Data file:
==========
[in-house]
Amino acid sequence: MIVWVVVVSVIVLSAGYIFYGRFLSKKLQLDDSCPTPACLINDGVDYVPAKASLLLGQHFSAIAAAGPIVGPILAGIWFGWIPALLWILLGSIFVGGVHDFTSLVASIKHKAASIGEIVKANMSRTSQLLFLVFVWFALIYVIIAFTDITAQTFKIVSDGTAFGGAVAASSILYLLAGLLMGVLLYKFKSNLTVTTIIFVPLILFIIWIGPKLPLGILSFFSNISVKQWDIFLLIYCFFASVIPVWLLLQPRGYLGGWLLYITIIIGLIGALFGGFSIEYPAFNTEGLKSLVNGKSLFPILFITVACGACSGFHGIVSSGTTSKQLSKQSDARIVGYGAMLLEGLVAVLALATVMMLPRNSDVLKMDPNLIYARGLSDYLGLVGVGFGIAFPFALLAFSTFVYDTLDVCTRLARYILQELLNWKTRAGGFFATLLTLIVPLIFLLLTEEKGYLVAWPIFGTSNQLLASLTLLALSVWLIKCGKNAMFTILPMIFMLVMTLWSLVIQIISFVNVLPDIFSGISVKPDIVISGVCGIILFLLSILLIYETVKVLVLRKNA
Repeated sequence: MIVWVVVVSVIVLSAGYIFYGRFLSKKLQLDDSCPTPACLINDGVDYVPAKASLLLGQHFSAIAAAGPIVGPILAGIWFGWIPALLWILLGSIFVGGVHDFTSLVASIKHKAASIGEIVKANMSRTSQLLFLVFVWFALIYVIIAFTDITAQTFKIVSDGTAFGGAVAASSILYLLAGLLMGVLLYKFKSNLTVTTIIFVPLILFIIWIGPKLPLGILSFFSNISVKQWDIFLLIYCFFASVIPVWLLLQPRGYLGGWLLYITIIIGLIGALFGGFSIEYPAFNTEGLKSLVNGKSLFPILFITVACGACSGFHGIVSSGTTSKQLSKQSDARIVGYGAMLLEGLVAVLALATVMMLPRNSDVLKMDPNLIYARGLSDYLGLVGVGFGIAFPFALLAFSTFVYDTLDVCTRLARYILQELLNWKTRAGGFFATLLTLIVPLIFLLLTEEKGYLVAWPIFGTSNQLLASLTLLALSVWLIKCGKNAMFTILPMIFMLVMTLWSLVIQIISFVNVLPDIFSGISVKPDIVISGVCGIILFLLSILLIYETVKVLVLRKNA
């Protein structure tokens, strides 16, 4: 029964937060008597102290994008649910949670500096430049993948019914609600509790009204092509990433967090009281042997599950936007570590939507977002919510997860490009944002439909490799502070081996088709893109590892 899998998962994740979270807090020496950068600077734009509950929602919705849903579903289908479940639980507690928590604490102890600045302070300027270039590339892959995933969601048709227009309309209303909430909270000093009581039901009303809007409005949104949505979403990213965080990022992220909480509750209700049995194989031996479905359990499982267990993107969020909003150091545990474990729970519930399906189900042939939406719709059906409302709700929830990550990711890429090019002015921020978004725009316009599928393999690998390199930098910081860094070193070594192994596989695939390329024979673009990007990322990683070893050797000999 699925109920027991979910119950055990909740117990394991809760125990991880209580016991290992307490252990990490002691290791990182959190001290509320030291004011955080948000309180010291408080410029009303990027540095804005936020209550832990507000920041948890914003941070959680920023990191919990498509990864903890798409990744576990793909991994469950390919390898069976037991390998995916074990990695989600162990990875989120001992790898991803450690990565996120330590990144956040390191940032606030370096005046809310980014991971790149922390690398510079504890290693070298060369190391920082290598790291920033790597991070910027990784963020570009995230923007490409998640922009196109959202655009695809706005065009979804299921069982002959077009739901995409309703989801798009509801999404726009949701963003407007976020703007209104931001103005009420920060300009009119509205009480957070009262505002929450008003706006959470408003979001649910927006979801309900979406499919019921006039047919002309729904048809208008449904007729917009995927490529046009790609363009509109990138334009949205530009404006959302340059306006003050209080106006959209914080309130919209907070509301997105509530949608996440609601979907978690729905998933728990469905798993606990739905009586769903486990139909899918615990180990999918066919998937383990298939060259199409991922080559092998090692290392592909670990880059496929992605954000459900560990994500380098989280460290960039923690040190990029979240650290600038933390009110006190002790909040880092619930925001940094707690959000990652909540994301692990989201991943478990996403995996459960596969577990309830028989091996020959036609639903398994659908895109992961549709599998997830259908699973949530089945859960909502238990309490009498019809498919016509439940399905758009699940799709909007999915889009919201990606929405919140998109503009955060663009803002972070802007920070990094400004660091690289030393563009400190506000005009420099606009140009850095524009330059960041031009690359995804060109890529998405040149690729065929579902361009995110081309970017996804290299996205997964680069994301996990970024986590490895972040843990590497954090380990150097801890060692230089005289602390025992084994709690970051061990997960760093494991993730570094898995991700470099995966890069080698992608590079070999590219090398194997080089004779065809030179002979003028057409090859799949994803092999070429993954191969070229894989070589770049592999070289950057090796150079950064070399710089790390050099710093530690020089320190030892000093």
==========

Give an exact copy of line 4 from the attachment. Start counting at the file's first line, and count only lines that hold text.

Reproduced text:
């Protein structure tokens, strides 16, 4: 029964937060008597102290994008649910949670500096430049993948019914609600509790009204092509990433967090009281042997599950936007570590939507977002919510997860490009944002439909490799502070081996088709893109590892 899998998962994740979270807090020496950068600077734009509950929602919705849903579903289908479940639980507690928590604490102890600045302070300027270039590339892959995933969601048709227009309309209303909430909270000093009581039901009303809007409005949104949505979403990213965080990022992220909480509750209700049995194989031996479905359990499982267990993107969020909003150091545990474990729970519930399906189900042939939406719709059906409302709700929830990550990711890429090019002015921020978004725009316009599928393999690998390199930098910081860094070193070594192994596989695939390329024979673009990007990322990683070893050797000999 699925109920027991979910119950055990909740117990394991809760125990991880209580016991290992307490252990990490002691290791990182959190001290509320030291004011955080948000309180010291408080410029009303990027540095804005936020209550832990507000920041948890914003941070959680920023990191919990498509990864903890798409990744576990793909991994469950390919390898069976037991390998995916074990990695989600162990990875989120001992790898991803450690990565996120330590990144956040390191940032606030370096005046809310980014991971790149922390690398510079504890290693070298060369190391920082290598790291920033790597991070910027990784963020570009995230923007490409998640922009196109959202655009695809706005065009979804299921069982002959077009739901995409309703989801798009509801999404726009949701963003407007976020703007209104931001103005009420920060300009009119509205009480957070009262505002929450008003706006959470408003979001649910927006979801309900979406499919019921006039047919002309729904048809208008449904007729917009995927490529046009790609363009509109990138334009949205530009404006959302340059306006003050209080106006959209914080309130919209907070509301997105509530949608996440609601979907978690729905998933728990469905798993606990739905009586769903486990139909899918615990180990999918066919998937383990298939060259199409991922080559092998090692290392592909670990880059496929992605954000459900560990994500380098989280460290960039923690040190990029979240650290600038933390009110006190002790909040880092619930925001940094707690959000990652909540994301692990989201991943478990996403995996459960596969577990309830028989091996020959036609639903398994659908895109992961549709599998997830259908699973949530089945859960909502238990309490009498019809498919016509439940399905758009699940799709909007999915889009919201990606929405919140998109503009955060663009803002972070802007920070990094400004660091690289030393563009400190506000005009420099606009140009850095524009330059960041031009690359995804060109890529998405040149690729065929579902361009995110081309970017996804290299996205997964680069994301996990970024986590490895972040843990590497954090380990150097801890060692230089005289602390025992084994709690970051061990997960760093494991993730570094898995991700470099995966890069080698992608590079070999590219090398194997080089004779065809030179002979003028057409090859799949994803092999070429993954191969070229894989070589770049592999070289950057090796150079950064070399710089790390050099710093530690020089320190030892000093």